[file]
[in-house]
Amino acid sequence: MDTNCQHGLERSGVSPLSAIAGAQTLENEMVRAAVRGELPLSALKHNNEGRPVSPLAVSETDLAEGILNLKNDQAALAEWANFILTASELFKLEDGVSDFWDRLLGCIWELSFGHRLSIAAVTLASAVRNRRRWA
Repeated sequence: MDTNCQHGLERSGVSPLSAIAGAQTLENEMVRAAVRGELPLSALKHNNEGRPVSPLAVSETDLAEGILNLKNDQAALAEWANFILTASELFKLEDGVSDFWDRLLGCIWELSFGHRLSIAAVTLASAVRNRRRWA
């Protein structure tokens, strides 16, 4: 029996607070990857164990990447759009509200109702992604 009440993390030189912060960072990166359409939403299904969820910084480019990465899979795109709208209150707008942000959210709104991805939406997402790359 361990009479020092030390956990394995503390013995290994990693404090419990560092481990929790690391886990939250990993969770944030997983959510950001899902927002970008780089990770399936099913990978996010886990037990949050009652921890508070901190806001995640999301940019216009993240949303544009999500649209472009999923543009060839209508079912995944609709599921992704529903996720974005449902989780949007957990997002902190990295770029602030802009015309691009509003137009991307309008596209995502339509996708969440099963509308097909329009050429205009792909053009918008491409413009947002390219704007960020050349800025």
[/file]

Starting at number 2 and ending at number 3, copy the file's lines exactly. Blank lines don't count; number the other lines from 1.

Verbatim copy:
Amino acid sequence: MDTNCQHGLERSGVSPLSAIAGAQTLENEMVRAAVRGELPLSALKHNNEGRPVSPLAVSETDLAEGILNLKNDQAALAEWANFILTASELFKLEDGVSDFWDRLLGCIWELSFGHRLSIAAVTLASAVRNRRRWA
Repeated sequence: MDTNCQHGLERSGVSPLSAIAGAQTLENEMVRAAVRGELPLSALKHNNEGRPVSPLAVSETDLAEGILNLKNDQAALAEWANFILTASELFKLEDGVSDFWDRLLGCIWELSFGHRLSIAAVTLASAVRNRRRWA